Wednesday, September 19, 2012


They call it 'the City of Brotherly Love', and they are not mistaken (in fact, it's the literal meaning of Philadelphia in Greek). I was there 2 weeks ago and, before my trip, I remember reading the adds in the guides and maps saying something like "hello, future Philly lover", and thinking they were exaggerating. I guess I was wrong, because now, after being there for one week, I declare myself a true Philadelphia lover.

Some of my friends give me a weird look when I say this, but I couldn't help comparing Philadelphia to my home in Mexico, Morelia. Both cities are important in the history of their countries, both have something to do with the independence, they have culture all around and they still keep that special charm  from the past in their buildings.

So let's get to some historical facts, shall we? Philadelphia was founded in 1682 by William Penn and 70 years later, it became the most important British port in America. Home of Benjamin Franklin, Thomas Jefferson, John Adams and George Washington, the city is mostly known because it was the place where the Founding Fathers discussed and signed the Declaration of Independence in 1776 and the Constitution of the United States in 1787. Also, it was the Capital of USA for 10 years before it was moved to Washington DC in 1800 (by the way, in those days the yellow fever was killing a lot of people, but nobody knew that it was caused by a mosquito bite, so they just decided to flee the city).

So, you can tell that the city is filled with interesting places to see and things to do for every taste. You can dive into history in the old city, see famous art pieces in the Museum of Art (and the famous stairs from the movie Rocky), take a stroll by the Schuylkill river, see a show in one of the many theaters of  Broad street, visit the first penitentiary or even go on a tour to hear all about spooky legends and ghost stories (there are lots of them).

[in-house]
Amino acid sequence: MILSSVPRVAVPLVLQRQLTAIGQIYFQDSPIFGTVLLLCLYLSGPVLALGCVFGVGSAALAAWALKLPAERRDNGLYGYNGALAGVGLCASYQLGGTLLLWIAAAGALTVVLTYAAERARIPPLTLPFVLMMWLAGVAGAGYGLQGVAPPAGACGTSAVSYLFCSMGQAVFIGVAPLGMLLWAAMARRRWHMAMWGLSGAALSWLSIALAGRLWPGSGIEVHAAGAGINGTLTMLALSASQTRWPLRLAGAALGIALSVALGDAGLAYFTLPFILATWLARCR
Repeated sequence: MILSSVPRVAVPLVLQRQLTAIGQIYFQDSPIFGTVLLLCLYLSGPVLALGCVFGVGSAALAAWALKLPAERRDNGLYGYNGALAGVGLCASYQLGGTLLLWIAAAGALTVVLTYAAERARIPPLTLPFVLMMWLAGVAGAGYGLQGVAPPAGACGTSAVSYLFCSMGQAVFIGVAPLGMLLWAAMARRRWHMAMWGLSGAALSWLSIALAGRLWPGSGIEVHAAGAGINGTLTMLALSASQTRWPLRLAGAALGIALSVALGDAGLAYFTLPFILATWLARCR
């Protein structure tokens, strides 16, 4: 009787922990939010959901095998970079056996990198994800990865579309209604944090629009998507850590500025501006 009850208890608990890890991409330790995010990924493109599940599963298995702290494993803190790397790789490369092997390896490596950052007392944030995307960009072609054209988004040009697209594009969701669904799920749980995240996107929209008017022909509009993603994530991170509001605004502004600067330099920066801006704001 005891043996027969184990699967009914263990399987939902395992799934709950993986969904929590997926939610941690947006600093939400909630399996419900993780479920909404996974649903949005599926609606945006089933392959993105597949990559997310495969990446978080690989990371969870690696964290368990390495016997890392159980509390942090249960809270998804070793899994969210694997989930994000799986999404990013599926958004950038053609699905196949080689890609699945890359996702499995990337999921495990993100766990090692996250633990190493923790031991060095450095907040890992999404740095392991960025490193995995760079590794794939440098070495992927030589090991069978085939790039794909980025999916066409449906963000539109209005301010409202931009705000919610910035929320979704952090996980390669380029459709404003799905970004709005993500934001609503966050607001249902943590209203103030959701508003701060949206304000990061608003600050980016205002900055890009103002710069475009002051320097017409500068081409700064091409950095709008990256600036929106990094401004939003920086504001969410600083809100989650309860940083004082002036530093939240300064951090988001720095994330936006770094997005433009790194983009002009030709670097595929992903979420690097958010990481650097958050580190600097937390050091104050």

On top of all, there is one thing that I felt while visiting Philly: the people who live there are very nice. Everywhere there was someone who would ask us where we were from and immediately welcomed us with a warm smile (for the record, I've always felt good and welcomed while visiting the US, but this time there was something else).

To sum up, I strongly recommend everyone to visit Philly, I can assure that you won't regret planning your next vacation to this amazing and beautiful city.

Source: my personal experience. Pics taken by Lilirog.

Saturday, September 15, 2012


September knocks on our doors and I can't help talking about a Mexican subject. This is a piece that I've been meaning to write for a long time, to explain a topic that can be found in every tourism site for Mexico. I'm talking about Mexico's Magical Towns.

"Pueblos Mágicos" (Magical Towns) is a program created by SECTUR (Mexico's Department of Tourism) in 2001, with the help of the local and state governments, in order to promote the culture, history and natural beauty of several small cities and towns around Mexico.

One of the main goals of the program is to highlight the tourist value of certain places in the country. This way, the Mexican government is trying to improve the tourism offer, making it original, innovative and able to fulfill the needs of the market.

At the moment, Mexico has 56 Pueblos Mágicos located in 28 states. Each one of them represents the soul and culture of its population, enhancing their symbols, legends, history, significal events, daily life and, generally speaking, their MAGIC.

All the towns in Mexico can apply to become a Pueblo Mágico. If any place wishes to be part of the program, it has to fulfill certain characteristics which have to be evaluated by SECTUR. An annual evaluation takes place each year so the places can keep their status of magical towns.

Michoacán, the state where I live, has 5 Pueblos Mágicos: Patzcuaro, Santa Clara del Cobre, Cuitzeo, Tlalpujahua and Angangueo.

If you want to learn more and see the complete list of Pueblos Mágicos, you can go to